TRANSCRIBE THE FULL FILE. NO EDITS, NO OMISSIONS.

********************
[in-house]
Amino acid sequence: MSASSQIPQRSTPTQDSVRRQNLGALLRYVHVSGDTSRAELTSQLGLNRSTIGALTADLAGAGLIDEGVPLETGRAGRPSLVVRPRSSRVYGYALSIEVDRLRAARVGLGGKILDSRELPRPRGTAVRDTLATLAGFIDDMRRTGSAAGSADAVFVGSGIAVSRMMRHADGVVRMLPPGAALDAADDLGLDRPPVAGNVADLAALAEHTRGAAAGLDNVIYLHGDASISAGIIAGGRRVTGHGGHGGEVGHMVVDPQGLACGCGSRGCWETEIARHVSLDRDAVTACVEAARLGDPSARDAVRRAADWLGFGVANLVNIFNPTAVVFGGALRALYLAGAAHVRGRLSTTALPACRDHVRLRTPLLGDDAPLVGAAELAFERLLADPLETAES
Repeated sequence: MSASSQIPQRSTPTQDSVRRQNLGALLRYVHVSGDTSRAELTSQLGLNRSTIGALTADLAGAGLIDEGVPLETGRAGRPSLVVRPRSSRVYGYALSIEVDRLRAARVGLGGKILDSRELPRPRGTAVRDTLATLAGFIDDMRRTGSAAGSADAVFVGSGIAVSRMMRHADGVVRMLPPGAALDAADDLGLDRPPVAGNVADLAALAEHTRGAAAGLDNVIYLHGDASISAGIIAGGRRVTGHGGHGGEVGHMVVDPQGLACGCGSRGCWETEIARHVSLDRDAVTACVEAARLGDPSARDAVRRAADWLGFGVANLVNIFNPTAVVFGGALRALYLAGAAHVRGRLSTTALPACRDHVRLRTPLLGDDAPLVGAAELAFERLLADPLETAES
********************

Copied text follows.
[in-house]
Amino acid sequence: MSASSQIPQRSTPTQDSVRRQNLGALLRYVHVSGDTSRAELTSQLGLNRSTIGALTADLAGAGLIDEGVPLETGRAGRPSLVVRPRSSRVYGYALSIEVDRLRAARVGLGGKILDSRELPRPRGTAVRDTLATLAGFIDDMRRTGSAAGSADAVFVGSGIAVSRMMRHADGVVRMLPPGAALDAADDLGLDRPPVAGNVADLAALAEHTRGAAAGLDNVIYLHGDASISAGIIAGGRRVTGHGGHGGEVGHMVVDPQGLACGCGSRGCWETEIARHVSLDRDAVTACVEAARLGDPSARDAVRRAADWLGFGVANLVNIFNPTAVVFGGALRALYLAGAAHVRGRLSTTALPACRDHVRLRTPLLGDDAPLVGAAELAFERLLADPLETAES
Repeated sequence: MSASSQIPQRSTPTQDSVRRQNLGALLRYVHVSGDTSRAELTSQLGLNRSTIGALTADLAGAGLIDEGVPLETGRAGRPSLVVRPRSSRVYGYALSIEVDRLRAARVGLGGKILDSRELPRPRGTAVRDTLATLAGFIDDMRRTGSAAGSADAVFVGSGIAVSRMMRHADGVVRMLPPGAALDAADDLGLDRPPVAGNVADLAALAEHTRGAAAGLDNVIYLHGDASISAGIIAGGRRVTGHGGHGGEVGHMVVDPQGLACGCGSRGCWETEIARHVSLDRDAVTACVEAARLGDPSARDAVRRAADWLGFGVANLVNIFNPTAVVFGGALRALYLAGAAHVRGRLSTTALPACRDHVRLRTPLLGDDAPLVGAAELAFERLLADPLETAES